• "The poet Jaroslav Seifert is one of the few who strongly condemned the assassination of Heydrich. People asked me about it - what I think about it. I did not condemn him for that opinion. I took it with understanding. It was very complicated. Seifert wrote that so many lives had been ruined by one not well considered act of young people. There were a lot of guys who did it, and others who risked their lives. At first, they all had no idea what the revenge would be. I took it as a fact, as a sad fact, as something terrible. However, to say that it is good that they did it or that they made a mistake is very difficult, and I have not yet answered that. Not because of passing the buck, but because it's really hard. I understand both sides."

  • "For three months they let my mother with me, it must have been terribly stressful for her. Whether she knew that she had already been doomed to death, or whether she believed, that everything would be better, no one knows, but it must have been horror. So I was born in October in Pankrác and in January they sent my mother to Mauthausen, where she was executed. My father was shot to death on 23rd October, three days after my birth. He even didn´t know that I had been born."

  • My mother was a sister of Josef Valčík, one of Heydrich assassins. Soon after the assassination, people involved in this act were revealed and arrested with the whole families. My parents were arrested in Moravia, where they lived. They already had three children and my mother was pregnant at that time, she expected her fourth child - me."

  • Full recordings
  • 1

    byt pamětníka, Praha 5, 28.03.2012

    (audio)
    duration: 44:09
    media recorded in project Stories of 20th Century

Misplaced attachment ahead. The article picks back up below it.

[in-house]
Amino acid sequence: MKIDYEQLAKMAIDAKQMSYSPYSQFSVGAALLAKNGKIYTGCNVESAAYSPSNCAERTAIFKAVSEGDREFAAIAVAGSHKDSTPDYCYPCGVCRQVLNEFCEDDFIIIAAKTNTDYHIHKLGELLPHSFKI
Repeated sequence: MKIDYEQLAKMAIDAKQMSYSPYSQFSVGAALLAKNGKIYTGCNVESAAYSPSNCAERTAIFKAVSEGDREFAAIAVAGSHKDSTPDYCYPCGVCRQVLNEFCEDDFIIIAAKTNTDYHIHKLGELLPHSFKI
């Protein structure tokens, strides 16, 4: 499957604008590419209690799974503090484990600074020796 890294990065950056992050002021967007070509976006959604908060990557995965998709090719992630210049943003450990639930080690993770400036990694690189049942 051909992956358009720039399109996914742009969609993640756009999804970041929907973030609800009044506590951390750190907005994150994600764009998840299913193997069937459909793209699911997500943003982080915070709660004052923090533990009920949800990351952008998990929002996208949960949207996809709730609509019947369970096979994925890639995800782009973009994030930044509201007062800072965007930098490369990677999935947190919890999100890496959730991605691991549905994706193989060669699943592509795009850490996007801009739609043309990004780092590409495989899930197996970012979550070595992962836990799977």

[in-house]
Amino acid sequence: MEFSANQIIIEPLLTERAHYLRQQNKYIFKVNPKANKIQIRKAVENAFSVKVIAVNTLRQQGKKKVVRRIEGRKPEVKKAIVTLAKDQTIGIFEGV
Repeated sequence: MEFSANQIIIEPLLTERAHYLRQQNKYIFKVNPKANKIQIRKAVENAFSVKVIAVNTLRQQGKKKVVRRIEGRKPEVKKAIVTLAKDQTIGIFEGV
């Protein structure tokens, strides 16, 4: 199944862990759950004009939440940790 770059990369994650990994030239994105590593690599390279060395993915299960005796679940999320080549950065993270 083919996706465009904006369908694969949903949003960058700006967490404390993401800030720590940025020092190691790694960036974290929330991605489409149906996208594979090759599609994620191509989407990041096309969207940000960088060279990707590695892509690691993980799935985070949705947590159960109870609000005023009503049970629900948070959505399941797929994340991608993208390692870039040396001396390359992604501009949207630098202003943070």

• 2

    Praha, 21.05.2018

    (audio)
    duration: 02:24:03
    media recorded in project Stories of the 20th Century TV
Full recordings are available only for logged users.

Nazis let my mother give birth to me, then they sent her die

A historic photo
A historic photo
photo: Post Bellum

Vratislav Ebr was born on October 20, 1942 to Františka Sívková during her imprisonment by the Gestapo. She was arrested along with her relatives after the identity of the paratroopers who assassinated the Reich Protector Reinhard Heydrich was revealed, including her brother Josef Valčík. The witness’s father, František Sívek, was executed on October 24, 1942 in Mauthausen, and his mother was executed also there on January 26, 1943. The several months old son was transferred to the infant care center in Prague-Krč by the Gestapo. There he lived until he was four years old. In 1945, he was adopted by the childless couple Ebrs from Prague 6, with whom Vratislav spent a beautiful childhood. He learned about his family past from his adoptive mother at the age of sixteen. Then, he also met his three older siblings Marta, Mirek and Stanislav, who had no idea that Vratislav survived the war. He trained as a bookseller and worked in that field all his life. In August 1968 he experienced the occupation of the building of the Czechoslovak writer by the Warsaw Pact troops. On January 16, 1969 he witnessed the burning of Jan Palach. In the 1980s, he restored the fame of the name of Jakub Arbes, after whom, with the consent of the management, he had a bookstore in Smíchov named. Here he organized autograph signings, discussions, meetings and happenings that attracted attention. From 1997 to 2004, he operated the bookstore privately. The historian Jaroslav Čvančara, who sought to break the taboo of the Heydrich rampage with his newspaper texts during the totalitarianism, helped Vratislav to understand the complex past of his family. Regarding the original family, Vratislav Ebr is also still in contact with his older cousin Vlasta Tkadlecová from Křekov near Valašské Klobouky. She experienced a similar fate and lives near Smolina, where the witness’s parents came from.